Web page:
4. Enter the chmod command to ensure that has appropriate execute permissions:

chmod +x

2. Create or Edit Crontab File

Open the crontab configuration file for the current user by entering the following command:

crontab -e

If this is your first time accessing the crontab, the system creates a new file. In Ubuntu 22.04, users are prompted to select a preferred text editor. Enter the corresponding number, for example, 1 for nano, to open the crontab file.

Accessing the crontab file in Linux.

To schedule a job for a different user, add the -u option and the username:

crontab -u [username] -e

Note: Use the sudo command when accessing crontab for system-level tasks or tasks requiring administrative privileges. For regular user-level tasks, sudo is not necessary.

3. Create the Cron Job

Add a line containing a cron expression and the path to a script. This example uses the path to created earlier:

15 22 * * * /home/phoenixnap/

The cron job entry will run every day at 10:15 PM.

An example of a cron job in the crontab file.

Remember to specify the complete, absolute path to where the script is located. You can add an infinite number of scheduled tasks. Each task must be in a separate line.

4. Output (Optional)

Cron sends an email to the owner of the crontab file with the cron job output. The format of cron emails can vary based on the system email configuration and the script's output.

Cron email example.

This feature is convenient for tracking tasks, but emails for frequent or minor tasks can be spammy. Users can disable email output for specific cron jobs.

To turn off email output, add >/dev/null 2>&1 at the end of the cron job line:

0 0 * * * /path/to/ > /dev/null 2>&1

The output is redirected to the /dev/null file that discards all data written to it. Use this method to redirect output to any file in the filesystem.

Alternatively, to direct Cron emails to a specific address, add the MAILTO variable followed by a valid email address above a cron job.

MAILTO option in the crontab file.

If MAILTO is left empty (MAILTO=''), Cron will not send emails for jobs listed below the variable.

5. Save

Once you have finished adding tasks, save and exit the crontab file. There is no need to restart Cron to apply the changes.

The daemon will automatically read and execute the provided instructions.

6. Check Active Cron Jobs

Enter the following command to list all cron jobs on your system without opening the crontab configuration file:

crontab -l
A list of cron jobs in terminal window.

Cron Job on Linux: Examples

The following table provides basic cron job command examples. Replace /path/to/script with the actual, absolute path of your script on your system.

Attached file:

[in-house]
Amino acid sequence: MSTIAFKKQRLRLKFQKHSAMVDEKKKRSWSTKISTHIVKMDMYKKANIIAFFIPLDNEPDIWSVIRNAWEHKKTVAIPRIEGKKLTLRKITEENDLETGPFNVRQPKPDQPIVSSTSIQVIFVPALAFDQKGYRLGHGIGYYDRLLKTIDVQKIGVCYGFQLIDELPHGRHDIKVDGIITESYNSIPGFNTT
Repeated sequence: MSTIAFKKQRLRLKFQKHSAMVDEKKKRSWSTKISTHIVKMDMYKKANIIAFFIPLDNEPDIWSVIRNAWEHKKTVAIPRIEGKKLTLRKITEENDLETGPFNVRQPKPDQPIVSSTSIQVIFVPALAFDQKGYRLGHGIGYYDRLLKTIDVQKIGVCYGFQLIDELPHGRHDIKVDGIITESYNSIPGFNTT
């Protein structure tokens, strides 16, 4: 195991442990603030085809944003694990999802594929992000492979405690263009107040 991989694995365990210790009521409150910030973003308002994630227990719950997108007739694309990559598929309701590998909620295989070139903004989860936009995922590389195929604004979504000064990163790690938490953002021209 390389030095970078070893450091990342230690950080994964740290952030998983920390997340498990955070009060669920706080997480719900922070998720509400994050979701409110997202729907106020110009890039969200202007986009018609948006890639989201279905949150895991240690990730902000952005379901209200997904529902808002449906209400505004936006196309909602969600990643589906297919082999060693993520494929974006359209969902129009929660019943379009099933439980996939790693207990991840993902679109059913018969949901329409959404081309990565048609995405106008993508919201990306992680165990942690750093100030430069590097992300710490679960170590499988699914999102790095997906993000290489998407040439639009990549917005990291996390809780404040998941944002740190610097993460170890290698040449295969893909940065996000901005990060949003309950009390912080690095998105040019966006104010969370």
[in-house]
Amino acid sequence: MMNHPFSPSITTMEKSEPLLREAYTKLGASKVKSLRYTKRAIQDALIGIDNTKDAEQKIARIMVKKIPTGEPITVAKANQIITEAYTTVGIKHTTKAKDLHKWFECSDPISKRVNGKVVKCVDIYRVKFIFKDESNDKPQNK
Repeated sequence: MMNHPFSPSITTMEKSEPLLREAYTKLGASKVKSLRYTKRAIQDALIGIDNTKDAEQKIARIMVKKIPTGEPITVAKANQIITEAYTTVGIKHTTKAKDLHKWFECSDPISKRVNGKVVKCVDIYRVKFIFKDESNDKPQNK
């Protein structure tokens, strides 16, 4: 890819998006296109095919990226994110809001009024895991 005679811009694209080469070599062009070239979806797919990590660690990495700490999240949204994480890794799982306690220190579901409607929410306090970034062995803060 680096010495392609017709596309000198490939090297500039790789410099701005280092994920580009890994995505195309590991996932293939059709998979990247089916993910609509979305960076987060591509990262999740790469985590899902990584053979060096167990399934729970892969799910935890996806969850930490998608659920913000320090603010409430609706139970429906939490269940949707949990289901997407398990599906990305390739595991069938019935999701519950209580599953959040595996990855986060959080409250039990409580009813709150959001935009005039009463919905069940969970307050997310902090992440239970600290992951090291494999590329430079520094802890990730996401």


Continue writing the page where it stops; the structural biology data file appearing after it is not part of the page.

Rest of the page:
Run Cron JobCommand
Every Minute* * * * * /path/to/script
Every 15 Minutes*/15 * * * * /path/to/script
On the 30th Minute of Every Hour30 * * * * /path/to/script
At the Beginning of Every Hour0 * * * * /path/to/script
Every Day at Midnight0 0 * * * /path/to/script
At 2 AM Every Day0 2 * * * /path/to/script
Every 1st of the Month0 0 1 * * /path/to/script
Every 15th of the Month0 0 15 * * /path/to/script
On December 1st - Midnight0 0 1 12 * /path/to/script
Saturdays at Midnight0 0 * * 6 /path/to/script
Every Weekday at 4 AM0 4 * * 1-5 /path/to/script
At 4 AM on Tuesdays and Thursdays0 4 * * 2,4 /path/to/script
Every Other Day at 37 Minutes Past the Hour37 1-23/2 * * * /path/to/script
Every 20 Minutes - Multiple Scripts*/20 * * * * /path/to/script1; /path/to/script2
On Saturdays and Sundays at 12 PM0 12 * * 6,0 /path/to/script
Monday to Friday - Every Hour 9 AM to 5 PM0 9-17 * * 1-5 /path/to/script
Every Hour from 5 PM on Wednesday to 5 AM on Thursday (Job Spans Two Days)0 17-23 * * 3 /path/to/script
0 0-5 * * 4 /path/to/script
Midnight Every Day - Send Output to a Different File0 0 * * * /path/to/script > /path/to/output.log 2>&1


Thanks to the examples presented in this tutorial, you can now create and schedule cron jobs in Linux and automate routine sysadmin tasks.

Next, learn how to schedule a cron job to run at system reboot.

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Vladimir Kaplarevic
Vladimir is a resident Tech Writer at phoenixNAP. He has more than 7 years of experience in implementing e-commerce and online payment solutions with various global IT services providers. His articles aim to instill a passion for innovative technologies in others by providing practical advice and using an engaging writing style.